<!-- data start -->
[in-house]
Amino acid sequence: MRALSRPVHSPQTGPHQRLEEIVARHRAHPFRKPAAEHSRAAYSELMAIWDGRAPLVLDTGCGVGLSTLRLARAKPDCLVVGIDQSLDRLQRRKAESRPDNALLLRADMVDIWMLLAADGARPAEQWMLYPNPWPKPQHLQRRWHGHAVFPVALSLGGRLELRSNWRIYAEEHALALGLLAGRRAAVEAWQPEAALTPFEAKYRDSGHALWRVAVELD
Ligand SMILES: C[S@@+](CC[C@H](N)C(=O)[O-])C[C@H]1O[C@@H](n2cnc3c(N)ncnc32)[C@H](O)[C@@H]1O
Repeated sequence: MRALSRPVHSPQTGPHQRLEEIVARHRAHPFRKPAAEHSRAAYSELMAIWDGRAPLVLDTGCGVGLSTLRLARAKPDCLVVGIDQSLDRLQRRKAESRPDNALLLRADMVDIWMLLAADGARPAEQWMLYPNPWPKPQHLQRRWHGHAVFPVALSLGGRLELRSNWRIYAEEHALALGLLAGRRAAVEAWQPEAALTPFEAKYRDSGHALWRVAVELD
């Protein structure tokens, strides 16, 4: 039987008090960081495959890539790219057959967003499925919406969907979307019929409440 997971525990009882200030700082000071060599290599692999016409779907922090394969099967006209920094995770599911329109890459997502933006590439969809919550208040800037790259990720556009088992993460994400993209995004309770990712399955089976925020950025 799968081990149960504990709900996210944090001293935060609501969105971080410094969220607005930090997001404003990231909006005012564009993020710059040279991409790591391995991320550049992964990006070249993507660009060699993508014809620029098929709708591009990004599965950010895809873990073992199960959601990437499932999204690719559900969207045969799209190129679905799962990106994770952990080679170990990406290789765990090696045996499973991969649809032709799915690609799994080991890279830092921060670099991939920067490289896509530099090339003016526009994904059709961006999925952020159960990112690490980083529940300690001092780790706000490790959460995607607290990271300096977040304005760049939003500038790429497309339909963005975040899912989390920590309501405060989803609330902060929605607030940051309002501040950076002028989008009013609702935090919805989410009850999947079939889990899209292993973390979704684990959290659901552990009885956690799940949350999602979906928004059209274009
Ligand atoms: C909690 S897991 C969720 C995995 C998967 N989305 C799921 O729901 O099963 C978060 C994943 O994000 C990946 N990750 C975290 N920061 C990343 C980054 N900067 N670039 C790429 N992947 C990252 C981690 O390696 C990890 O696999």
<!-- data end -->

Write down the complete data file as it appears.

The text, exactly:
[in-house]
Amino acid sequence: MRALSRPVHSPQTGPHQRLEEIVARHRAHPFRKPAAEHSRAAYSELMAIWDGRAPLVLDTGCGVGLSTLRLARAKPDCLVVGIDQSLDRLQRRKAESRPDNALLLRADMVDIWMLLAADGARPAEQWMLYPNPWPKPQHLQRRWHGHAVFPVALSLGGRLELRSNWRIYAEEHALALGLLAGRRAAVEAWQPEAALTPFEAKYRDSGHALWRVAVELD
Ligand SMILES: C[S@@+](CC[C@H](N)C(=O)[O-])C[C@H]1O[C@@H](n2cnc3c(N)ncnc32)[C@H](O)[C@@H]1O
Repeated sequence: MRALSRPVHSPQTGPHQRLEEIVARHRAHPFRKPAAEHSRAAYSELMAIWDGRAPLVLDTGCGVGLSTLRLARAKPDCLVVGIDQSLDRLQRRKAESRPDNALLLRADMVDIWMLLAADGARPAEQWMLYPNPWPKPQHLQRRWHGHAVFPVALSLGGRLELRSNWRIYAEEHALALGLLAGRRAAVEAWQPEAALTPFEAKYRDSGHALWRVAVELD
């Protein structure tokens, strides 16, 4: 039987008090960081495959890539790219057959967003499925919406969907979307019929409440 997971525990009882200030700082000071060599290599692999016409779907922090394969099967006209920094995770599911329109890459997502933006590439969809919550208040800037790259990720556009088992993460994400993209995004309770990712399955089976925020950025 799968081990149960504990709900996210944090001293935060609501969105971080410094969220607005930090997001404003990231909006005012564009993020710059040279991409790591391995991320550049992964990006070249993507660009060699993508014809620029098929709708591009990004599965950010895809873990073992199960959601990437499932999204690719559900969207045969799209190129679905799962990106994770952990080679170990990406290789765990090696045996499973991969649809032709799915690609799994080991890279830092921060670099991939920067490289896509530099090339003016526009994904059709961006999925952020159960990112690490980083529940300690001092780790706000490790959460995607607290990271300096977040304005760049939003500038790429497309339909963005975040899912989390920590309501405060989803609330902060929605607030940051309002501040950076002028989008009013609702935090919805989410009850999947079939889990899209292993973390979704684990959290659901552990009885956690799940949350999602979906928004059209274009
Ligand atoms: C909690 S897991 C969720 C995995 C998967 N989305 C799921 O729901 O099963 C978060 C994943 O994000 C990946 N990750 C975290 N920061 C990343 C980054 N900067 N670039 C790429 N992947 C990252 C981690 O390696 C990890 O696999």